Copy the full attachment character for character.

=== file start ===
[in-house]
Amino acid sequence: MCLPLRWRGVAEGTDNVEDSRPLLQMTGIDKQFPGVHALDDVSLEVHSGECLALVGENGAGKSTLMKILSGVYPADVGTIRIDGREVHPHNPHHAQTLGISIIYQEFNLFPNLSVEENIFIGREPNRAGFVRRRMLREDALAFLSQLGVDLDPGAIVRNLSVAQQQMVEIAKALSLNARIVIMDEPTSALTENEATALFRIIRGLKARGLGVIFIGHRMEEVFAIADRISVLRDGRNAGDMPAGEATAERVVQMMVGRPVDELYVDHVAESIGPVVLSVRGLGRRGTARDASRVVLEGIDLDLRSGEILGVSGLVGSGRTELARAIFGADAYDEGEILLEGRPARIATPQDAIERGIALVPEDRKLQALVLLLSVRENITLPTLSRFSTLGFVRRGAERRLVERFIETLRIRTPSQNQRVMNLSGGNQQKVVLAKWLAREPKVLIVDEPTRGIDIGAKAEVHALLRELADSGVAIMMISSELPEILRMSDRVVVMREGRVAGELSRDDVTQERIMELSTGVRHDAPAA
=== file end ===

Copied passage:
[in-house]
Amino acid sequence: MCLPLRWRGVAEGTDNVEDSRPLLQMTGIDKQFPGVHALDDVSLEVHSGECLALVGENGAGKSTLMKILSGVYPADVGTIRIDGREVHPHNPHHAQTLGISIIYQEFNLFPNLSVEENIFIGREPNRAGFVRRRMLREDALAFLSQLGVDLDPGAIVRNLSVAQQQMVEIAKALSLNARIVIMDEPTSALTENEATALFRIIRGLKARGLGVIFIGHRMEEVFAIADRISVLRDGRNAGDMPAGEATAERVVQMMVGRPVDELYVDHVAESIGPVVLSVRGLGRRGTARDASRVVLEGIDLDLRSGEILGVSGLVGSGRTELARAIFGADAYDEGEILLEGRPARIATPQDAIERGIALVPEDRKLQALVLLLSVRENITLPTLSRFSTLGFVRRGAERRLVERFIETLRIRTPSQNQRVMNLSGGNQQKVVLAKWLAREPKVLIVDEPTRGIDIGAKAEVHALLRELADSGVAIMMISSELPEILRMSDRVVVMREGRVAGELSRDDVTQERIMELSTGVRHDAPAA